That’s a huge division between the two sides, and affects everything in politics and government.
However: this simple straightforward division is thoroughly screwed-up with politics, lies and obfuscation. Barack Obama is notably the first black president of the United States, which has been extremely meaningful to black Americans. Most Americans, including those who did not vote for him, wished him well. Black Americans were deeply invested in his success. As the first, they wanted him to be outstanding. And it is somewhat natural that they would take criticism as a form of racism. MSNBC, the hate channel, has left any semblance of journalism in the dust while it devotes full time to the idea that all would be well if the racist Republicans would just stop criticizing Obama.
The people I know who criticize President Obama are not criticizing the color of his skin, but the actions of his administration. The recovery should have long been over, and the administration is at fault. The administration cannot seem to stop or even lower spending, waste and crony-capitalism. ObamaCare was a disastrous mistake and is going to harm most Americans.
Fifty-five percent of Americans say they want to go back to the health care system that was in place before the current health care system. Only 34 percent like ObamaCare. Fifty-seven percent of Americans told the Reason-Rupe Poll that the Obama administration is not the most transparent administration in history, and 52 percent disagree with the president’s views about the proper size and power of the government. Fifty-four percent of those surveyed feel that government is generally a “burdensome part of society that impedes the ability of people to improve their lives.” Ouch.
Nearly ¾ of Americans, 73 percent, believe members of Congress do not understand health care or how health care laws impact Americans. And just 25 percent think members of Congress understand the consequences of the health care laws they pass.
No one is yet operating under their new ObamaCare insurance, which kicks in on January 1st, so they haven’t really experienced it yet — only experienced the bills that they will be facing. It’s going to be interesting.
Filed under: Freedom, Heartwarming, Military, Music, The United States | Tags: Joy to the World, Mational Air and Space Museum, USAF Band Flash Mob
The United States Air Force Band performed a surprise flash mob at the Smithsonian’s National Air and Space Museum on December 3. Lovely!
Filed under: Capitalism, Democrat Corruption, Economy, Foreign Policy, History, Iran, National Security | Tags: Embarrassing!, Obama's Iran Deal, The Saban Forum at Brookings
President Obama appeared at the Brooking’s Institution’s Saban Forum in Washington D.C. He responded to questions put to him by Haim Saban, the forum chairman. The discussion focused on the “interim deal” with Iran, although it covered the Israel-AP peace talks and the agreement with Syria to destroy its chemical weapons as well.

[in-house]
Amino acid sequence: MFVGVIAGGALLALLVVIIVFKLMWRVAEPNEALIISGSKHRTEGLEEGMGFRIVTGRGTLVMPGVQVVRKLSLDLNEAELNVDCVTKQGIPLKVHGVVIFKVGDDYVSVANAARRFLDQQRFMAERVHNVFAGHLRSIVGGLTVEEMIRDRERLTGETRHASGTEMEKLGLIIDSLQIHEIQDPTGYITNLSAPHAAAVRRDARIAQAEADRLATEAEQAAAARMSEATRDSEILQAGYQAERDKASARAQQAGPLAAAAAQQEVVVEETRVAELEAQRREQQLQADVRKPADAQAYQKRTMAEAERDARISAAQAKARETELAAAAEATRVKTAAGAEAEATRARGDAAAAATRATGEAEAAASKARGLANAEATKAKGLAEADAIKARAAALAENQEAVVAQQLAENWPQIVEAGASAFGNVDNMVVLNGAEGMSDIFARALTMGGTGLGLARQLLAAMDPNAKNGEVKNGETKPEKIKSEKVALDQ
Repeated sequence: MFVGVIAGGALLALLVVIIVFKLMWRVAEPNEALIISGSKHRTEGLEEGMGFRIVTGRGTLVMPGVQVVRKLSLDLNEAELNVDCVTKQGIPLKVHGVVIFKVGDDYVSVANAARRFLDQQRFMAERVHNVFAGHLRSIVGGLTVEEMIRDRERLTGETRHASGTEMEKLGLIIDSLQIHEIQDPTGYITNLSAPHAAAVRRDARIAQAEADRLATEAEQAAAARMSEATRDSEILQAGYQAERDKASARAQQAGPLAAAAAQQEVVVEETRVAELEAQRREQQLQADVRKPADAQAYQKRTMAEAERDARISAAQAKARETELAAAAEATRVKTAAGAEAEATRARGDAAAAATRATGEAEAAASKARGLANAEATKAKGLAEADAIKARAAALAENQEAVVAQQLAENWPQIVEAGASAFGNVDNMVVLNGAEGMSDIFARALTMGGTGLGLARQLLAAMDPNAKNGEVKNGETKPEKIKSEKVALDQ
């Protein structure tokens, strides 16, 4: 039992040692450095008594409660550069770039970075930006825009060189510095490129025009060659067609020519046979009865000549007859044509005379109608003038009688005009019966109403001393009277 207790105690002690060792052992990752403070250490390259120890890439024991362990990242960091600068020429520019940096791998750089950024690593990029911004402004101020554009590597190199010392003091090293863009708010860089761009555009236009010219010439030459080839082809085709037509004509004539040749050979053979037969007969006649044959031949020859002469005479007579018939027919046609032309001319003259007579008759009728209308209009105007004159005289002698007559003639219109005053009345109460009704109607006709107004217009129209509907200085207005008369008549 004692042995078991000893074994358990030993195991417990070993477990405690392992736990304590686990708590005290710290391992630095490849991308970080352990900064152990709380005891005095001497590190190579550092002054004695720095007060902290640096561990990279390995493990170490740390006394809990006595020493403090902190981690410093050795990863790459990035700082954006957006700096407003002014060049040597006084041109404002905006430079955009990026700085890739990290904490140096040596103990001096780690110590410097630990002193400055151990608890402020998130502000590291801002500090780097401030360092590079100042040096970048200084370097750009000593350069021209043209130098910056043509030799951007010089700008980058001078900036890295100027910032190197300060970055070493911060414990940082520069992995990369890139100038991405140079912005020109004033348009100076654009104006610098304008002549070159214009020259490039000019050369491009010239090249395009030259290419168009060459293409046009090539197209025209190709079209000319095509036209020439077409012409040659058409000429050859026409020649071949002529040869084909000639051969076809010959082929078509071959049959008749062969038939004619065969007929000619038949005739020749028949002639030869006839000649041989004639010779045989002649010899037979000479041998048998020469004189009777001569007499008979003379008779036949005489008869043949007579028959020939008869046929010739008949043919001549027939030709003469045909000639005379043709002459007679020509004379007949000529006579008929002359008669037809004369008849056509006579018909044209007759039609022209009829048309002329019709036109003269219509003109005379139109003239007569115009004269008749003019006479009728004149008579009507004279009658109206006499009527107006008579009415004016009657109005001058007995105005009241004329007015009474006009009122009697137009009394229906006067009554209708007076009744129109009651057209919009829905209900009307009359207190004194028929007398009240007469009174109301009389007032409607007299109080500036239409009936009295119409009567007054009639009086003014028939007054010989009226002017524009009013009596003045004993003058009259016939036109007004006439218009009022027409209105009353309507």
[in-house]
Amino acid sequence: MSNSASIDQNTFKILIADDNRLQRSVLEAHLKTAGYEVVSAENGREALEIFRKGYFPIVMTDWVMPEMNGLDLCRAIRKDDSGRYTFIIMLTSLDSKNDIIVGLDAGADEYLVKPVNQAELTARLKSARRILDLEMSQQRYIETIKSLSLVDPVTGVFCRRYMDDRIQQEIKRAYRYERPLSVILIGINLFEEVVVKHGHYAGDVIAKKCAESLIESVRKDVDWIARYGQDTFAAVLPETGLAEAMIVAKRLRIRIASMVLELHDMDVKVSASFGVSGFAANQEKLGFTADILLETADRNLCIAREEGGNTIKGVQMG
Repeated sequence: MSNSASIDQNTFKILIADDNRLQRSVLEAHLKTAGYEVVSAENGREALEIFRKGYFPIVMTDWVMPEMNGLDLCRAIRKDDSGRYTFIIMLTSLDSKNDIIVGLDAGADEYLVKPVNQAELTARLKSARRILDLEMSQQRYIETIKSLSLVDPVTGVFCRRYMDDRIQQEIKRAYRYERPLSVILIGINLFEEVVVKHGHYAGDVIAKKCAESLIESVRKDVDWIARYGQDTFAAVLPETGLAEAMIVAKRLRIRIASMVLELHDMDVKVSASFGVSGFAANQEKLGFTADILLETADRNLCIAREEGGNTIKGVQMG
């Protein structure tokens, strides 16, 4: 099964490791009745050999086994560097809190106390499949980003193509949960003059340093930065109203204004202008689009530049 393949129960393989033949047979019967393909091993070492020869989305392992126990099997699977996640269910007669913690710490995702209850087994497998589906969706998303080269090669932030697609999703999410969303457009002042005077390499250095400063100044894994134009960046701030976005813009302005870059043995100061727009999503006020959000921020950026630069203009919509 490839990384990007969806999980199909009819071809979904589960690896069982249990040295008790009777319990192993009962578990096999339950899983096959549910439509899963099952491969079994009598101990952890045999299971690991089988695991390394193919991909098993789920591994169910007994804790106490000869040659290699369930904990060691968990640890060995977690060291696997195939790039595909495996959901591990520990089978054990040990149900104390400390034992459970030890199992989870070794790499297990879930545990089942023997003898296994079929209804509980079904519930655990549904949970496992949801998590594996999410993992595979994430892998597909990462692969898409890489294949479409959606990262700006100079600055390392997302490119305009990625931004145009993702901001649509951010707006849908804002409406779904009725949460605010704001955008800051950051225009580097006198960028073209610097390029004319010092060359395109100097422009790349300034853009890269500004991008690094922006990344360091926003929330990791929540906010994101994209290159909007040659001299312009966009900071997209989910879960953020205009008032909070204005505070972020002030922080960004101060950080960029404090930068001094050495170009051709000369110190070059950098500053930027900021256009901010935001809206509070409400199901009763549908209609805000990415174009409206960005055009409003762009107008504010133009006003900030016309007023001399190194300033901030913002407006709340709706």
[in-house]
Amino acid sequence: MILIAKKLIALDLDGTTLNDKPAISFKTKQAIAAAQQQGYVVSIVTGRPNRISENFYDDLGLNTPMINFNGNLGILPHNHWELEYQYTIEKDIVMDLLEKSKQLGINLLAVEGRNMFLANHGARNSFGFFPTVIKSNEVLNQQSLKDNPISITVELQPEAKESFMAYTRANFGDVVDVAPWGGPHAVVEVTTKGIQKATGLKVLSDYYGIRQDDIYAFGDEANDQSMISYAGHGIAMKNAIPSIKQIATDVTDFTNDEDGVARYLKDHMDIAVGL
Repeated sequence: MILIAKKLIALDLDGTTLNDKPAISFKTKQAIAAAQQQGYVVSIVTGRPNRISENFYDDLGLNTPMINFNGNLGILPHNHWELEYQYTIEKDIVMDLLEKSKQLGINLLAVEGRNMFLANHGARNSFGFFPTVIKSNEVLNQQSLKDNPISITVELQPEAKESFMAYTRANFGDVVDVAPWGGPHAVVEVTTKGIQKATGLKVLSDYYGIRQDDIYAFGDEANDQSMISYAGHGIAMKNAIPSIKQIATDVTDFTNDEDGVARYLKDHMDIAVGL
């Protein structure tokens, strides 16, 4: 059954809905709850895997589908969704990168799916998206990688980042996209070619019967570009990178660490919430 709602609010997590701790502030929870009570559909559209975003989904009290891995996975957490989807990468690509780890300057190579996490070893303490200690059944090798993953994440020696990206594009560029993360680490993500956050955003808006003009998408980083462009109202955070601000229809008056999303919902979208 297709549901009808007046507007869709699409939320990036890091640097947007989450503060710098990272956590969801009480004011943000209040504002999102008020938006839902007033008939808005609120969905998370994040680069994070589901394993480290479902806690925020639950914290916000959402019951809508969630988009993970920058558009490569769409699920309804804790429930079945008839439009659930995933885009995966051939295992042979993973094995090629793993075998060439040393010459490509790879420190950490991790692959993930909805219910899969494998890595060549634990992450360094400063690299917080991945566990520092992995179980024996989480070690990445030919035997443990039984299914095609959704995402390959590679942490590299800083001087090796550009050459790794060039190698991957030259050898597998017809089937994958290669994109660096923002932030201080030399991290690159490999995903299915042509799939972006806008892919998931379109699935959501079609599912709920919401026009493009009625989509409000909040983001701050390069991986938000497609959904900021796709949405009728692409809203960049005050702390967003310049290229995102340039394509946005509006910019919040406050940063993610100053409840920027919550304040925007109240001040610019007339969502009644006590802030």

The Washington Times covered Obama’s appearance here, and Politico here, if watching the video is beyond your tolerance level. If Mr. Obama believes that he is actually getting anything in exchange for the relaxation of sanctions, he is far more ill-informed about foreign policy than I thought.
In spite of our current economic problems, the United States has the power to impose crippling sanctions on Iran and to enforce them. Iranian chants of “Death to America” are not children’s playground taunts. We were told, before Geneva, that Iran was just a month from a bomb. Iran is well supplied with oil and gas, and does not need nuclear power to keep the lights on. Their sole interest is nuclear weapons and the ability to strike Israel and America at will. They have in mind the return of the Mahdi and the reestablishment of the Caliphate. When they keep telling us so, sooner or later, we possibly should start believing that they mean it.
We don’t require Iran’s agreement to accept crippling economic sanctions. We just impose them.
Iran, Obama said, will always retain some nuclear enrichment capability simply because it is no longer a terribly difficult process.
“Theoretically, they will always have some capability because technology here is available to any good physics student at pretty much any university around the world,” he said. “And they have already gone through the cycle to the point where the knowledge we are not going to be able to eliminate. But what we can do is eliminate the incentive for them to want to do this.”
As he has before, Obama defended the six-month deal to relax some economic sanctions on Iran in exchange for some weapons inspections as not ideal, but better than the alternative of doing nothing.
When I hear people criticize the Geneva deal say it’s got to be all or nothing, I would just remind them that if it’s nothing, if we did not even try for this next six months to do this, all the breakout capacity we are concerned about would accelerate in the next six months,” Obama said. “They’d be that much closer to breakout capacity six months from now. And that’s why I think it’s important for us to test this proposition.”